Grad Students Sent to Hotels

More than 100 graduate students are living in local hotel rooms as construction workers rush to finish reconstruction of their dormitory.

The 29 Garden Street building remains cloaked in white plastic sheets and crisscrossed with scaffolding, leaving many of the students skeptical that it will be completed by the extended October deadline set by the University.

The former hotel and Harvard University Police Department headquarters has been undergoing a “gut renovation” for the past 15 months, according to University spokesperson Lauren Marshall.

It was originally planned to be finished before move-in for this academic year.

When construction on the new dorm is complete, the dorm will contain 20 percent more space for students, as well as bathrooms and kitchens for most individual suites, a common dining hall and a green roof for students to use.


Because of greater than expected variation in the size and design of the building’s floors, the internal structure had to be gutted so that each of the stories could be rebuilt in a standard form, according to Marshall.

“There were unforeseen structural difficulties,” Marshall said of the almost century-old building. “It was worse than expected.”

“With older buildings it’s difficult to know the extent of problems,” she added. “Blueprints for older buildings are hard to find, so there has to be a discovery process.”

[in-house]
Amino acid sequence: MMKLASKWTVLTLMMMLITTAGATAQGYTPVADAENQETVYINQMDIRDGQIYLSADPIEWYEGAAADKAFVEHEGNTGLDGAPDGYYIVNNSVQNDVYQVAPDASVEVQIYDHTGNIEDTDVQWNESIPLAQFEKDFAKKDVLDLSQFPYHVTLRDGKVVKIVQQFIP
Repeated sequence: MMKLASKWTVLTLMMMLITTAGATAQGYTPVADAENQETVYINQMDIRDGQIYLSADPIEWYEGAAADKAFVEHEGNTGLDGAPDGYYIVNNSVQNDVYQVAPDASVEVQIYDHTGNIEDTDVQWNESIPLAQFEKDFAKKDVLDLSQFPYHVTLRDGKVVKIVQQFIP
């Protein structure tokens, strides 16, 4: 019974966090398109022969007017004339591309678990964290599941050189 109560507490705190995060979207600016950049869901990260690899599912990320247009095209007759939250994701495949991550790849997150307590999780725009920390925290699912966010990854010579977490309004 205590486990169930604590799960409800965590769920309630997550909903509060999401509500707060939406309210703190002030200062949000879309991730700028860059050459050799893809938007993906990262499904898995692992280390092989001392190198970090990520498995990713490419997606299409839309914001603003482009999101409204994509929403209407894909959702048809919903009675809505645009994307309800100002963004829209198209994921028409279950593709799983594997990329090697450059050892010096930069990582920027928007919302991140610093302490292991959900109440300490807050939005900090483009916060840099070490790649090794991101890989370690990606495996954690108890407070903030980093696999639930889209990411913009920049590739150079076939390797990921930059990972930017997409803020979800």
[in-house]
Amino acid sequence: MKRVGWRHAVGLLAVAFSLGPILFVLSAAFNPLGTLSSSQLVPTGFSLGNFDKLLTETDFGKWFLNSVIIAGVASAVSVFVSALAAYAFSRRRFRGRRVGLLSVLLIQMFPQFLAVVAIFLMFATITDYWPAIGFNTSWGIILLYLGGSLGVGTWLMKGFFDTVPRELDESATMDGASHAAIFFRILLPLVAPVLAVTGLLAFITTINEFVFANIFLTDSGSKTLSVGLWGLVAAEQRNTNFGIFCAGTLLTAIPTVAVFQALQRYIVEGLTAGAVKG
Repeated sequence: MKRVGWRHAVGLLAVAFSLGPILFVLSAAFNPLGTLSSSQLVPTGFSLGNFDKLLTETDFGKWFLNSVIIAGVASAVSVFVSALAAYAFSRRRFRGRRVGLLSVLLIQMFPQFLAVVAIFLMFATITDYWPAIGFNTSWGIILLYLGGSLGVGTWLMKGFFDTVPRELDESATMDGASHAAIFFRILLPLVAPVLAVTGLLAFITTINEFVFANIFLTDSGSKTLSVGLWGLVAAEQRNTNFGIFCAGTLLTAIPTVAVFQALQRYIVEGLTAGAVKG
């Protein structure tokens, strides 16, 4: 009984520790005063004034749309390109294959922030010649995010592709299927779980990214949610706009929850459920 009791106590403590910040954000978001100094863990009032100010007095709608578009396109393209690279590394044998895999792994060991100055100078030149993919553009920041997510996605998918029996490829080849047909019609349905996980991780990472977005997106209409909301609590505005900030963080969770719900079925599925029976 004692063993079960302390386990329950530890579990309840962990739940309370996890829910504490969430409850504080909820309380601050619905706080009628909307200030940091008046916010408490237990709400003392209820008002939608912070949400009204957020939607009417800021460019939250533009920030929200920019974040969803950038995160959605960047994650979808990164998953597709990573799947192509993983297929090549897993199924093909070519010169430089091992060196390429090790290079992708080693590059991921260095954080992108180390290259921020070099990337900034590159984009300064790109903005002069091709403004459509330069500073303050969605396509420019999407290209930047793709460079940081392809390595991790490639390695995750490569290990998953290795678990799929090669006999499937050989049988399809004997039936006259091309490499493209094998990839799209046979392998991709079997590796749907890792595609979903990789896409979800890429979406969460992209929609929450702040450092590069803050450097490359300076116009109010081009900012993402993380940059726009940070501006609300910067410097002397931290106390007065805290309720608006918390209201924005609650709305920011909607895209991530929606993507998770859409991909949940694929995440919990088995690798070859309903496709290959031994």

The site of the construction is gated off and covered with a large amount of scaffolding, which is in turn covered with white plastic sheets. Part of the building’s interior is visible and it is full of scaffolding.

Harvard is paying for hotel rooms for the 143 displaced students—many of whom are living at the Marriott in Kendall Square—until the dorm is finished.

“Harvard is really trying hard to accommodate us,” said first-year Law School student Erin Abrams.

While the University did not say how many students from each school were affected, those living at the Kendall Marriott said the Law School, the Education School, and the Kennedy School seem to be hit the hardest.

Sara J. Brenner, a first-year Law School student who is living alone in a Marriott bedroom, said she was “skeptical” that the dorm would be completed by October.

For Brenner, the free housing was “a tradeoff” because she would have to go through the hassle of moving mid-year.

And she said there were other drawbacks.

“I guess I don’t sleep very well in hotels,” said Brenner, who wasn’t looking forward to riding two subway stops to campus with her heavy casebooks.

Abrams, who said the University turned down her request for a written guarantee that she could move back in by October, was upset that she had to pay $175 a month for Internet access in the hotel.

“They told me there was no way Harvard would reimburse me for that,” she said.

Despite daily housekeeping and free breakfasts, students said they are beginning to miss the collegiality and homeliness of dormitory life.

“Now the novelty’s worn off a little. I want to be in my own bed with my own sheets,” Brenner said. “It feels like a hotel.”

—Staff writer Alexander J. Blenkinsopp can be reached at